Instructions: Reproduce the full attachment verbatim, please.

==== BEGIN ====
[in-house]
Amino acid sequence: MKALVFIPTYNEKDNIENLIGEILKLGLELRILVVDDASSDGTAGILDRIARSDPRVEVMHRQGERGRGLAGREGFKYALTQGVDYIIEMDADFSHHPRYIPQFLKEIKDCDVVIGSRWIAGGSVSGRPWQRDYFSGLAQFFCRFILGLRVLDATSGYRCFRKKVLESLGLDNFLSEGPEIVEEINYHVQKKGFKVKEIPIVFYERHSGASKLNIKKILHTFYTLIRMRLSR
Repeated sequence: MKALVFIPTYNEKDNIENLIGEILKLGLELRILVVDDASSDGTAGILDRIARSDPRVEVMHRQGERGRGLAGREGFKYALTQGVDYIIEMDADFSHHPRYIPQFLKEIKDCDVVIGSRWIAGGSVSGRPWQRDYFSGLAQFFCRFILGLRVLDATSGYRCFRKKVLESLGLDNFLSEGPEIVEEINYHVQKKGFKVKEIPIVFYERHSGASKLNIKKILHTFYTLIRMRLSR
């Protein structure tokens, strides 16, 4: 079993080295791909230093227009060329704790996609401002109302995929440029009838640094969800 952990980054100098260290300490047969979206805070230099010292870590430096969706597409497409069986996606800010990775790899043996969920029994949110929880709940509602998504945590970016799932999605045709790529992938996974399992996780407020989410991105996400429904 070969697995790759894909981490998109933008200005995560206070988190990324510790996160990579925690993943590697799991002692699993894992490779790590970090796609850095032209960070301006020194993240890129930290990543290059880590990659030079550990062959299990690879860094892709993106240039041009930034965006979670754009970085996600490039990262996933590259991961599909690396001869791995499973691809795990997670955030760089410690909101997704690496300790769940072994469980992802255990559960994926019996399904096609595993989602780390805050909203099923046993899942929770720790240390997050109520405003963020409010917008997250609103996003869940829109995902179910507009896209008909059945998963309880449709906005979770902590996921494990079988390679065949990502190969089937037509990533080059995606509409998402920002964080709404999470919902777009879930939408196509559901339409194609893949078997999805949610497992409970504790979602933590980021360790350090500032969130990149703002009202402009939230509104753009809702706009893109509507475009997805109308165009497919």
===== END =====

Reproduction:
[in-house]
Amino acid sequence: MKALVFIPTYNEKDNIENLIGEILKLGLELRILVVDDASSDGTAGILDRIARSDPRVEVMHRQGERGRGLAGREGFKYALTQGVDYIIEMDADFSHHPRYIPQFLKEIKDCDVVIGSRWIAGGSVSGRPWQRDYFSGLAQFFCRFILGLRVLDATSGYRCFRKKVLESLGLDNFLSEGPEIVEEINYHVQKKGFKVKEIPIVFYERHSGASKLNIKKILHTFYTLIRMRLSR
Repeated sequence: MKALVFIPTYNEKDNIENLIGEILKLGLELRILVVDDASSDGTAGILDRIARSDPRVEVMHRQGERGRGLAGREGFKYALTQGVDYIIEMDADFSHHPRYIPQFLKEIKDCDVVIGSRWIAGGSVSGRPWQRDYFSGLAQFFCRFILGLRVLDATSGYRCFRKKVLESLGLDNFLSEGPEIVEEINYHVQKKGFKVKEIPIVFYERHSGASKLNIKKILHTFYTLIRMRLSR
């Protein structure tokens, strides 16, 4: 079993080295791909230093227009060329704790996609401002109302995929440029009838640094969800 952990980054100098260290300490047969979206805070230099010292870590430096969706597409497409069986996606800010990775790899043996969920029994949110929880709940509602998504945590970016799932999605045709790529992938996974399992996780407020989410991105996400429904 070969697995790759894909981490998109933008200005995560206070988190990324510790996160990579925690993943590697799991002692699993894992490779790590970090796609850095032209960070301006020194993240890129930290990543290059880590990659030079550990062959299990690879860094892709993106240039041009930034965006979670754009970085996600490039990262996933590259991961599909690396001869791995499973691809795990997670955030760089410690909101997704690496300790769940072994469980992802255990559960994926019996399904096609595993989602780390805050909203099923046993899942929770720790240390997050109520405003963020409010917008997250609103996003869940829109995902179910507009896209008909059945998963309880449709906005979770902590996921494990079988390679065949990502190969089937037509990533080059995606509409998402920002964080709404999470919902777009879930939408196509559901339409194609893949078997999805949610497992409970504790979602933590980021360790350090500032969130990149703002009202402009939230509104753009809702706009893109509507475009997805109308165009497919």